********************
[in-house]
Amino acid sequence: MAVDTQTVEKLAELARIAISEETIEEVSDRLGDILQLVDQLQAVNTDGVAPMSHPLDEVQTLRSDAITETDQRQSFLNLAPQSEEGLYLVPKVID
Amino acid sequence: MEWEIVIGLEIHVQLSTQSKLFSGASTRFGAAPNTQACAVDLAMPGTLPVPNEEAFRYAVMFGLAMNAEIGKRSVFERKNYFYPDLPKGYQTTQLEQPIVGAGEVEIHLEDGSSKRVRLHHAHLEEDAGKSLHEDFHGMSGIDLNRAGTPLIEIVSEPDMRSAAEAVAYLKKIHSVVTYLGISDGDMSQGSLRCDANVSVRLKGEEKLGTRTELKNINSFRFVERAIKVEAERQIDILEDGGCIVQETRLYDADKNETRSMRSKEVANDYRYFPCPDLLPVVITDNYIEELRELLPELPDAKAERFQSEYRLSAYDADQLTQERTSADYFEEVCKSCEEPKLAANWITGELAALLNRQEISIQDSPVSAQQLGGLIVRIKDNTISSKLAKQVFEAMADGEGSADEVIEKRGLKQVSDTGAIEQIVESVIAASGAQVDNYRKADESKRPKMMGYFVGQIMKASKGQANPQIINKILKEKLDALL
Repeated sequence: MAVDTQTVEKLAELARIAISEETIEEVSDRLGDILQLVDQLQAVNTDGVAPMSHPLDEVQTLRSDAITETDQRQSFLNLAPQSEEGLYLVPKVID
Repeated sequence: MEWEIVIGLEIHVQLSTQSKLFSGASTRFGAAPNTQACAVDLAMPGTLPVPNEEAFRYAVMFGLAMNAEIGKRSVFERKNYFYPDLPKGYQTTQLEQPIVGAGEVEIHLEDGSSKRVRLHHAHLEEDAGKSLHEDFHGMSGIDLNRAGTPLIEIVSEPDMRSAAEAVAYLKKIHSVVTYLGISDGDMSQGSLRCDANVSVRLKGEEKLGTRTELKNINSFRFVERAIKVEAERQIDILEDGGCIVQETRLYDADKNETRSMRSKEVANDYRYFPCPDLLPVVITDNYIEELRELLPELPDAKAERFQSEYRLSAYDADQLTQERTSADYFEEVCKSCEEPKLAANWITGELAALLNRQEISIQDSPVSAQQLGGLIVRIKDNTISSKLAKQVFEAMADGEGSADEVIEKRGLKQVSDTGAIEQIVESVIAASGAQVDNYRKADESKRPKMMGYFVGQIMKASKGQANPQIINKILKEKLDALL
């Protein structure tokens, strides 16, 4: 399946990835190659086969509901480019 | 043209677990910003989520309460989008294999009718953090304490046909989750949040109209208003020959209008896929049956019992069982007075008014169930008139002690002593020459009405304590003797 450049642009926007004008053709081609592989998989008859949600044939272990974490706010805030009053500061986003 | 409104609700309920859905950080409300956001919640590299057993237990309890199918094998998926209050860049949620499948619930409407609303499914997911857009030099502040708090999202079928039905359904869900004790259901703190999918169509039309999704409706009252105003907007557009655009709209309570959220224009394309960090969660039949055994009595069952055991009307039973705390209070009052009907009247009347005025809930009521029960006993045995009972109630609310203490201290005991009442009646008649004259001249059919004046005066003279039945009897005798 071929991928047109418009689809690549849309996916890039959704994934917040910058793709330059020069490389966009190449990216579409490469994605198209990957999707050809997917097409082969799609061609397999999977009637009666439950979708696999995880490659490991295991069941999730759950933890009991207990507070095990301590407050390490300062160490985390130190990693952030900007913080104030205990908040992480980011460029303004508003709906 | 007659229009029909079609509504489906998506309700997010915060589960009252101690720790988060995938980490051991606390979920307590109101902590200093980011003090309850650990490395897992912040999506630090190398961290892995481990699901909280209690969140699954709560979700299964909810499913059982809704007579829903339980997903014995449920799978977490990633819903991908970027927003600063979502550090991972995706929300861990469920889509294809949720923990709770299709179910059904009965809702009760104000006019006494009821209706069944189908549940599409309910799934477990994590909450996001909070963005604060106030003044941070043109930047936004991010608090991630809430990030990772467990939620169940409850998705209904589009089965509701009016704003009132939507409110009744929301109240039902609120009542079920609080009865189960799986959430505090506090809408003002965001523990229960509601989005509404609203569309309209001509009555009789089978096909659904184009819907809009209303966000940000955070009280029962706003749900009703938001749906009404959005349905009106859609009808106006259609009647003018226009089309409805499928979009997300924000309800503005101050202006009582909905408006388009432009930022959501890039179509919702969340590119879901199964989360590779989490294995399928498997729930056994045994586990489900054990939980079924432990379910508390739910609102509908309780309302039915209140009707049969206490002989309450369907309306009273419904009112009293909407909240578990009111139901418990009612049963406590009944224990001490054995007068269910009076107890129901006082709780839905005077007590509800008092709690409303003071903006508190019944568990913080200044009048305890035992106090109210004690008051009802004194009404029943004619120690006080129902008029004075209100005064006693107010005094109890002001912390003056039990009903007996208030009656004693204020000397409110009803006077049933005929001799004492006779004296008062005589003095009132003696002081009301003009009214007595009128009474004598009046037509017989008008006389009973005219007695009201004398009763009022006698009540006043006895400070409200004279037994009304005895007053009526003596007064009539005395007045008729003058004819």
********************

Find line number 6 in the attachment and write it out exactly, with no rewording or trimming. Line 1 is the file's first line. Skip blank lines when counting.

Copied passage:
């Protein structure tokens, strides 16, 4: 399946990835190659086969509901480019 | 043209677990910003989520309460989008294999009718953090304490046909989750949040109209208003020959209008896929049956019992069982007075008014169930008139002690002593020459009405304590003797 450049642009926007004008053709081609592989998989008859949600044939272990974490706010805030009053500061986003 | 409104609700309920859905950080409300956001919640590299057993237990309890199918094998998926209050860049949620499948619930409407609303499914997911857009030099502040708090999202079928039905359904869900004790259901703190999918169509039309999704409706009252105003907007557009655009709209309570959220224009394309960090969660039949055994009595069952055991009307039973705390209070009052009907009247009347005025809930009521029960006993045995009972109630609310203490201290005991009442009646008649004259001249059919004046005066003279039945009897005798 071929991928047109418009689809690549849309996916890039959704994934917040910058793709330059020069490389966009190449990216579409490469994605198209990957999707050809997917097409082969799609061609397999999977009637009666439950979708696999995880490659490991295991069941999730759950933890009991207990507070095990301590407050390490300062160490985390130190990693952030900007913080104030205990908040992480980011460029303004508003709906 | 007659229009029909079609509504489906998506309700997010915060589960009252101690720790988060995938980490051991606390979920307590109101902590200093980011003090309850650990490395897992912040999506630090190398961290892995481990699901909280209690969140699954709560979700299964909810499913059982809704007579829903339980997903014995449920799978977490990633819903991908970027927003600063979502550090991972995706929300861990469920889509294809949720923990709770299709179910059904009965809702009760104000006019006494009821209706069944189908549940599409309910799934477990994590909450996001909070963005604060106030003044941070043109930047936004991010608090991630809430990030990772467990939620169940409850998705209904589009089965509701009016704003009132939507409110009744929301109240039902609120009542079920609080009865189960799986959430505090506090809408003002965001523990229960509601989005509404609203569309309209001509009555009789089978096909659904184009819907809009209303966000940000955070009280029962706003749900009703938001749906009404959005349905009106859609009808106006259609009647003018226009089309409805499928979009997300924000309800503005101050202006009582909905408006388009432009930022959501890039179509919702969340590119879901199964989360590779989490294995399928498997729930056994045994586990489900054990939980079924432990379910508390739910609102509908309780309302039915209140009707049969206490002989309450369907309306009273419904009112009293909407909240578990009111139901418990009612049963406590009944224990001490054995007068269910009076107890129901006082709780839905005077007590509800008092709690409303003071903006508190019944568990913080200044009048305890035992106090109210004690008051009802004194009404029943004619120690006080129902008029004075209100005064006693107010005094109890002001912390003056039990009903007996208030009656004693204020000397409110009803006077049933005929001799004492006779004296008062005589003095009132003696002081009301003009009214007595009128009474004598009046037509017989008008006389009973005219007695009201004398009763009022006698009540006043006895400070409200004279037994009304005895007053009526003596007064009539005395007045008729003058004819």